In this article, written exclusively for New African, Ghana’s President, Nana Akufo-Addo argues powerfully that the 2030 goals provide just the framework the continent needs to take proper ownership of its future. But to achieve this, he sets out six conditions that must be met.
In 2015, world leaders adopted the Sustainable Development Goals (SDGs) as a successor to the Millennium Development Goals (MDGs), and as a blueprint to transform our world.
The SDGs, with 17 goals, is an ambitious, but much-needed agenda. Amid daunting development challenges, the task of meeting these goals is without doubt greatest in Africa. Tackling the SDGs calls for a bold vision and ambitious actions. So, over the next 13 years to the end of the SDGs, Africa must be bold and ambitious in her actions, and it must seek to achieve the SDGs primarily in the context of her resources – human, physical and financial.
Unlike the modest achievements registered during the MDGs era, which were underpinned by a heavy reliance on overseas development assistance, Africa cannot transform her destiny on the back of hand-outs and charity.
From the day I was sworn into the high office of President of the Republic of Ghana, I have committed my country and myself to embrace the SDGs as an organising framework for our development.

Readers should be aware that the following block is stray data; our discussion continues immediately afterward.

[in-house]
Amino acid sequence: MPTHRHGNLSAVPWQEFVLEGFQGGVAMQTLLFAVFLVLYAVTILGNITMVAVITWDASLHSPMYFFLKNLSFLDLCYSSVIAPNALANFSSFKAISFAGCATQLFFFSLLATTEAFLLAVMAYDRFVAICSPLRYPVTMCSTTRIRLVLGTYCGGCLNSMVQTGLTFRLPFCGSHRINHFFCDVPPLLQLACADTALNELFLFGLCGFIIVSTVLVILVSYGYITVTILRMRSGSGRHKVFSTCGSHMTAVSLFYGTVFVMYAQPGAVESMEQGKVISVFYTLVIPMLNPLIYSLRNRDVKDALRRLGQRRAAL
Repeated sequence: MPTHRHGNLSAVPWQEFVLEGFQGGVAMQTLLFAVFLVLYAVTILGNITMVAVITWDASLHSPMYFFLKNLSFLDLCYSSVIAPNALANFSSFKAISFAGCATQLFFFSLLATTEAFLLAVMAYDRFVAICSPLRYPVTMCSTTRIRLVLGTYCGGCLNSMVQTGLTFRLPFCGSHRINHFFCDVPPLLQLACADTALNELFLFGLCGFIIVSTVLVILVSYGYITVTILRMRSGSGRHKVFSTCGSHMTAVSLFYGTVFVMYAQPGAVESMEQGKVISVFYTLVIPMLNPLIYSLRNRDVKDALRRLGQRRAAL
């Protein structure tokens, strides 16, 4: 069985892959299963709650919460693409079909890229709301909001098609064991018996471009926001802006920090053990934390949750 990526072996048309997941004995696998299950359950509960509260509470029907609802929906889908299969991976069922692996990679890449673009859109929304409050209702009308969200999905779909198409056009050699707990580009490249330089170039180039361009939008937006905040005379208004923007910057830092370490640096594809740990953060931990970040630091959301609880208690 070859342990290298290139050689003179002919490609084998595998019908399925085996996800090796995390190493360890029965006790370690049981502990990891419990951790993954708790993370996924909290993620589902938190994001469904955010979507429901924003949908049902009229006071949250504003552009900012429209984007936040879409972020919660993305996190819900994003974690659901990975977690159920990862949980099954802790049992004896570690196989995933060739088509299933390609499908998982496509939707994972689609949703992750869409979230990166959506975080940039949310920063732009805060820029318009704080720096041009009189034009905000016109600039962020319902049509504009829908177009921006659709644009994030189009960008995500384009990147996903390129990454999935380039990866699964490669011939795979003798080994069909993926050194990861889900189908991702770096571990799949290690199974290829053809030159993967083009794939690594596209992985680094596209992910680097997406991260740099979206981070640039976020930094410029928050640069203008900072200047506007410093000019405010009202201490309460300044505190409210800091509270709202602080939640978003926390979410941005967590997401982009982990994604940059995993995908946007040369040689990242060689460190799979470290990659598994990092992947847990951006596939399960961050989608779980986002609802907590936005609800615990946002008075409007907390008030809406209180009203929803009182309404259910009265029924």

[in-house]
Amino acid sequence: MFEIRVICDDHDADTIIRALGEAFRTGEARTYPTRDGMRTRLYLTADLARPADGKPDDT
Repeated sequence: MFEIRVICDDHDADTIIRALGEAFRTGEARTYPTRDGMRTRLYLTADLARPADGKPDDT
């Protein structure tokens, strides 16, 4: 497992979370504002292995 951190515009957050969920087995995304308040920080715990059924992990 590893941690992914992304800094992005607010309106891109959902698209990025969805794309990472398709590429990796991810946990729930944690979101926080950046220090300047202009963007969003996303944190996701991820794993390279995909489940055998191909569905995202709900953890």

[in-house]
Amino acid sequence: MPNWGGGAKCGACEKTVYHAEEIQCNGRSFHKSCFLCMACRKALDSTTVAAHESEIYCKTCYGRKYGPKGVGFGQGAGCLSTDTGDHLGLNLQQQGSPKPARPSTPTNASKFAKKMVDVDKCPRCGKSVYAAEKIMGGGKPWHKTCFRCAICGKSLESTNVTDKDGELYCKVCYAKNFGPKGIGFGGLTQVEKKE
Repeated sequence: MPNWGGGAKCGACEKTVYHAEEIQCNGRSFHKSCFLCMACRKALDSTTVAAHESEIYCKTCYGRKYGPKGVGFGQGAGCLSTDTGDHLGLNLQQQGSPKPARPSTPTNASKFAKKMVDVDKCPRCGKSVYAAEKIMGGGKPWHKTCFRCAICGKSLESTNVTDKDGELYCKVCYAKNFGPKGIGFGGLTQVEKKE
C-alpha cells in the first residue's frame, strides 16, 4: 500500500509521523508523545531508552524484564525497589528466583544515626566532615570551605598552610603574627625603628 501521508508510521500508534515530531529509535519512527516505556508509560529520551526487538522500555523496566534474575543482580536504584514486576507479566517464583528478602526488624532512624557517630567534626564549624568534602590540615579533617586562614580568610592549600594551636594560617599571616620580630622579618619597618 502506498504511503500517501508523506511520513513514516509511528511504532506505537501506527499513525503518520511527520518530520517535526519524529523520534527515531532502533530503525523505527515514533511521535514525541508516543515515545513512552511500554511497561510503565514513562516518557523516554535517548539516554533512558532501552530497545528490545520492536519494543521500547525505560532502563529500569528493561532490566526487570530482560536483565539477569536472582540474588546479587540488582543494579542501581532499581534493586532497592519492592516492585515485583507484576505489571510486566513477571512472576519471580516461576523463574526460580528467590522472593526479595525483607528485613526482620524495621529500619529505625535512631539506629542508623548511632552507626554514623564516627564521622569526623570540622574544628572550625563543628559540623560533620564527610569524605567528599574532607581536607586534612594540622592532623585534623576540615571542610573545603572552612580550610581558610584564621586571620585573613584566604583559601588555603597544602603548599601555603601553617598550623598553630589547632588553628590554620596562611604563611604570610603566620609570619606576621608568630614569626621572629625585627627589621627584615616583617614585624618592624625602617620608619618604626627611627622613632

Under my leadership, Ghana has chosen a development path that is fully anchored on the principles of the SDGs, and provides a solid platform for a Ghana beyond Aid. I do not assert this as a mere slogan. It is a deeply held conviction and a commitment to build a Ghana that thrives on its own resources, sacrifices, creativity and ingenuity, as opposed to a Ghana that relies on the benevolence of others to transform its economic and human development fortunes.
In Ghana, we have collectively taken up the challenge of the SDGs, and are working hard to lead the way in their implementation. By fully integrating the SDGs into the overarching national development framework – the Coordinated Programme of Economic and Social Policies – the SDGs are helping to promote policy coherence and strengthening inter-sectoral coordination.
Leave No One Behind
In our unflinching commitment to Leave No One Behind, we have ensured that our flagship programmes – the Free Senior High School plan; the One District, One Factory initiative; Planting for Food and Jobs; the Water for All programme; and the establishment of an integrated alumina industry – are fundamentally about achieving the SDGs.